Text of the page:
Putin terrified of being assassinated and too scared to leave Russia

Mad Vlad might not be as bad as we all think he is, after it was reported that he’s absolutely “terrified” of being assassinated, so much so that he’s too scared to leave Russia.

The news of his fears come after several alleged drone attacks undertaken by Ukrainian military units against his life, as well as a major arrest warrant issued against him by the International Criminal Court for alleged war crimes.

An unnamed Kremlin insider told independent Russian outlet Verstka that the dictatorial leader is absolutely terrified of everything that’s going on: “He has no sense of security.”

READ MORE: 'Russia's vile crimes in Ukraine give me nightmares – they bombed 14 waiting for food'

Ukraine’s military has been getting more and more boisterous in its attempts on Putin’s life.

In early May, two drones were seen causing huge explosions above the Kremlin, in Moscow, in a move that while denied by Ukrainian officials, American military officials believe was in fact carried out by Ukraine.

The war-torn country has made no attempt to hide its assassination efforts, with the deputy head of Ukraine's Main Intelligence Directorate, Vadym Skibitsky, bluntly admitting that Putin is at the top of Ukraine’s kill list.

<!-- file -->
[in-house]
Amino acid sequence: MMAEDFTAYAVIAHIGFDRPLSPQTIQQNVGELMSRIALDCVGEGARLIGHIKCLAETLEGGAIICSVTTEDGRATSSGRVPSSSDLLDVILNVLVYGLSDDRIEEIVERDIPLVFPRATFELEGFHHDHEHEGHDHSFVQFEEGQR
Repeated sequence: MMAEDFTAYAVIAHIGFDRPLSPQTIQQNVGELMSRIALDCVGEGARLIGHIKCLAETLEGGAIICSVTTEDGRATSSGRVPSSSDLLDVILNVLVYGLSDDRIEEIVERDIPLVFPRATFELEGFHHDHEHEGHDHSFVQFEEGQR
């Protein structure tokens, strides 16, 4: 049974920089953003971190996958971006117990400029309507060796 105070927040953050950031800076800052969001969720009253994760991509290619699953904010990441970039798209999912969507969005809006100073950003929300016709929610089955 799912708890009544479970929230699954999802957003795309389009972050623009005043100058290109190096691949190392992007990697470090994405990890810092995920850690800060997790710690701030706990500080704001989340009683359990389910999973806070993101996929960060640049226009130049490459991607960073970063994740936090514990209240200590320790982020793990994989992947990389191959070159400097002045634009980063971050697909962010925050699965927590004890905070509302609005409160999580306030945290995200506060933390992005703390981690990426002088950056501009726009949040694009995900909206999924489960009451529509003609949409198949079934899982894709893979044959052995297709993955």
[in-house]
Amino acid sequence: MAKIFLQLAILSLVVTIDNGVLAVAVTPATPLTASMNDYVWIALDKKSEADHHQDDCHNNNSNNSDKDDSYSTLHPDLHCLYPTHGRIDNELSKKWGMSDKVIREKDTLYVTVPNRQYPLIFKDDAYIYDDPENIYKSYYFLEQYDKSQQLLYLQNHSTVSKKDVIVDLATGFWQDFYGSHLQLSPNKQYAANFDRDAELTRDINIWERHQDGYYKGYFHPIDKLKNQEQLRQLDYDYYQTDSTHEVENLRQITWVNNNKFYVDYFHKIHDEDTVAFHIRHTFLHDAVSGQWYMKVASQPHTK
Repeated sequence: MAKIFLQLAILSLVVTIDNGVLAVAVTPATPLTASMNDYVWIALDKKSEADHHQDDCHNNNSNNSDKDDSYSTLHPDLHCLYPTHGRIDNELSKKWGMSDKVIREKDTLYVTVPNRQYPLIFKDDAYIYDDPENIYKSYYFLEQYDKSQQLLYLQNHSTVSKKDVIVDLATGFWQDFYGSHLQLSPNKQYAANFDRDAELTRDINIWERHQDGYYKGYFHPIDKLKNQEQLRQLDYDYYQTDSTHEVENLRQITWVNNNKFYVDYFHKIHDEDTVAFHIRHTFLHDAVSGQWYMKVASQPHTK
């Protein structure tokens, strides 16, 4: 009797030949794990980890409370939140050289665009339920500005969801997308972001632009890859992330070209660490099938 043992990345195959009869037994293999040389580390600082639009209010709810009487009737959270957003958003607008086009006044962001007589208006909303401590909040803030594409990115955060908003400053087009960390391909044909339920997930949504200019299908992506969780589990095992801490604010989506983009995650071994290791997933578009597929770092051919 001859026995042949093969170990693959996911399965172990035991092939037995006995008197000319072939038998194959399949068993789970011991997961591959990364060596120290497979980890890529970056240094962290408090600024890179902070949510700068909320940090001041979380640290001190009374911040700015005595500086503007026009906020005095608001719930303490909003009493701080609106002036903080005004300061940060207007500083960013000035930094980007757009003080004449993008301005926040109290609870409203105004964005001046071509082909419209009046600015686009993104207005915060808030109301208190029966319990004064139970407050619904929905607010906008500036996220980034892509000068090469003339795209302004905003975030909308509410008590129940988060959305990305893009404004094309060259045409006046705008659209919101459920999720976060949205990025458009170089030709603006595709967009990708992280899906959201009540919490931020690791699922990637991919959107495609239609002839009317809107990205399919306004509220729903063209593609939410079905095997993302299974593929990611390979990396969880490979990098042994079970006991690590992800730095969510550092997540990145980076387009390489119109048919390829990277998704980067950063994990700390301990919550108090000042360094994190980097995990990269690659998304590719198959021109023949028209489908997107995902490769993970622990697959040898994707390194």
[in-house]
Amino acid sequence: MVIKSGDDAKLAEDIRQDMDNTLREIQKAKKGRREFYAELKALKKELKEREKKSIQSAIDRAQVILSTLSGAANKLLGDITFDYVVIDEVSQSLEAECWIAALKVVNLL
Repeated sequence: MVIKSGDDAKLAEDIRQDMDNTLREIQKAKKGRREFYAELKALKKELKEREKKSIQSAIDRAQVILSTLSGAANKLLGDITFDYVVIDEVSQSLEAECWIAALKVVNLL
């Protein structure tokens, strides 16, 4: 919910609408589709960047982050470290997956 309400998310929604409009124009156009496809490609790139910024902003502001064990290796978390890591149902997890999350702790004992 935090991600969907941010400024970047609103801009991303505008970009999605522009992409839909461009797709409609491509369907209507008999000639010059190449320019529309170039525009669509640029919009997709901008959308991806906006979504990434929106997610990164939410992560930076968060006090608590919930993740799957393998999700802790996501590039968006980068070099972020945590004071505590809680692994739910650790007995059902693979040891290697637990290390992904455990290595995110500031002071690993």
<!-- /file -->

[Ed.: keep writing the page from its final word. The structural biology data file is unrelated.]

Russia’s despotic leader is wanted for allegedly kidnapping children from Ukraine and sending them to Russia against their will.

The court’s chief prosecutor, Karim Khan, said in March that its crack team had identified “hundreds of children taken from orphanages and children’s care homes” by Russian forces.

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This means that the ICC’s 123 member states are obliged to arrest and detain him if he ever steps foot on a member state’s soil, effectively stranding him in Russia.

Despite this, South Africa controversially said this week that it would grant “immunity” to Russian officials, including Mad Vlad, while the BRICS conference was going on.

It also signalled that it was looking to change its own laws to allow itself to decide whether to act on ICC warrants, potentially setting a dangerous precedent that may benefit future war criminals.

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